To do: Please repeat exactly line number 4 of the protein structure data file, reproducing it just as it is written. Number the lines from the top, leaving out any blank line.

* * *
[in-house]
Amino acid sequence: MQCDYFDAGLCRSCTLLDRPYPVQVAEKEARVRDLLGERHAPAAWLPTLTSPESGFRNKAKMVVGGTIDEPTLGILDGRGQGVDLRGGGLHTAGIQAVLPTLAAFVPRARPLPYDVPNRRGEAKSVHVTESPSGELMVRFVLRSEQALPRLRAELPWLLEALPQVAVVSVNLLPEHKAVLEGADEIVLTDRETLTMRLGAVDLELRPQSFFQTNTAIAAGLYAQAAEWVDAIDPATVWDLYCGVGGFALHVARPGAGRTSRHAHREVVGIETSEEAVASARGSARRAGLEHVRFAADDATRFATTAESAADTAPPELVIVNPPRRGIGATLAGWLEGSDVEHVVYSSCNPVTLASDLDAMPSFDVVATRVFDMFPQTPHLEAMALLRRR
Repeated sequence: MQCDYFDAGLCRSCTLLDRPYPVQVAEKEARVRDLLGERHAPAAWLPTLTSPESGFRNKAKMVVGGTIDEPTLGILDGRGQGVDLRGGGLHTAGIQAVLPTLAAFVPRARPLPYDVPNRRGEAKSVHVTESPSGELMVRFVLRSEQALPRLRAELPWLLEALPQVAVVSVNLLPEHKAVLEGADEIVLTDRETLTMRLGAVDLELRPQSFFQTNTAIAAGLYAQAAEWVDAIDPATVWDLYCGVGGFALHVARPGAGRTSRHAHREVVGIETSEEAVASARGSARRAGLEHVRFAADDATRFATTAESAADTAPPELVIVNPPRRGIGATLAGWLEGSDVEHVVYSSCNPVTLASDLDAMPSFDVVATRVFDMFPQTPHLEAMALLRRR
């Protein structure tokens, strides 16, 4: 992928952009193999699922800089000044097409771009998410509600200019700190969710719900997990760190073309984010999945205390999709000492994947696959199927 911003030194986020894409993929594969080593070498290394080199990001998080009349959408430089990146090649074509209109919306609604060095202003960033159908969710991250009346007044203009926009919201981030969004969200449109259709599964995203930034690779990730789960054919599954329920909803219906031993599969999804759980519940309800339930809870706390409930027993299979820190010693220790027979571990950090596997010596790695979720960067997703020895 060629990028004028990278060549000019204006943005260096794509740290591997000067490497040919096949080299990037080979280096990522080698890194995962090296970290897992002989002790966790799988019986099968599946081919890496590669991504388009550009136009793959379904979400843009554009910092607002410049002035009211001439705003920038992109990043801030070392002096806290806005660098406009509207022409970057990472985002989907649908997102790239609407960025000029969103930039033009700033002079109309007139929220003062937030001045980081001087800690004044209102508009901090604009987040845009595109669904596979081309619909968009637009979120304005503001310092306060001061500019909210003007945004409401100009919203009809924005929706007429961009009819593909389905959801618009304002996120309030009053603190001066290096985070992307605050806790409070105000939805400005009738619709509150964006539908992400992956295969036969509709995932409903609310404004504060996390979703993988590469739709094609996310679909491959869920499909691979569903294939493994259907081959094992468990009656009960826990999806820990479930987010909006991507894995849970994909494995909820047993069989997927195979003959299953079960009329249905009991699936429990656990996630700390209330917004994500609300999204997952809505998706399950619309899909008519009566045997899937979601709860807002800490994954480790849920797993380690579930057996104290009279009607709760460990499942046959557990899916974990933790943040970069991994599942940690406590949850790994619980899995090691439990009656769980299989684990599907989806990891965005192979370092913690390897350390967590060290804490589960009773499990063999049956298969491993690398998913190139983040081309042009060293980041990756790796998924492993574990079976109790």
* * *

């Protein structure tokens, strides 16, 4: 992928952009193999699922800089000044097409771009998410509600200019700190969710719900997990760190073309984010999945205390999709000492994947696959199927 911003030194986020894409993929594969080593070498290394080199990001998080009349959408430089990146090649074509209109919306609604060095202003960033159908969710991250009346007044203009926009919201981030969004969200449109259709599964995203930034690779990730789960054919599954329920909803219906031993599969999804759980519940309800339930809870706390409930027993299979820190010693220790027979571990950090596997010596790695979720960067997703020895 060629990028004028990278060549000019204006943005260096794509740290591997000067490497040919096949080299990037080979280096990522080698890194995962090296970290897992002989002790966790799988019986099968599946081919890496590669991504388009550009136009793959379904979400843009554009910092607002410049002035009211001439705003920038992109990043801030070392002096806290806005660098406009509207022409970057990472985002989907649908997102790239609407960025000029969103930039033009700033002079109309007139929220003062937030001045980081001087800690004044209102508009901090604009987040845009595109669904596979081309619909968009637009979120304005503001310092306060001061500019909210003007945004409401100009919203009809924005929706007429961009009819593909389905959801618009304002996120309030009053603190001066290096985070992307605050806790409070105000939805400005009738619709509150964006539908992400992956295969036969509709995932409903609310404004504060996390979703993988590469739709094609996310679909491959869920499909691979569903294939493994259907081959094992468990009656009960826990999806820990479930987010909006991507894995849970994909494995909820047993069989997927195979003959299953079960009329249905009991699936429990656990996630700390209330917004994500609300999204997952809505998706399950619309899909008519009566045997899937979601709860807002800490994954480790849920797993380690579930057996104290009279009607709760460990499942046959557990899916974990933790943040970069991994599942940690406590949850790994619980899995090691439990009656769980299989684990599907989806990891965005192979370092913690390897350390967590060290804490589960009773499990063999049956298969491993690398998913190139983040081309042009060293980041990756790796998924492993574990079976109790």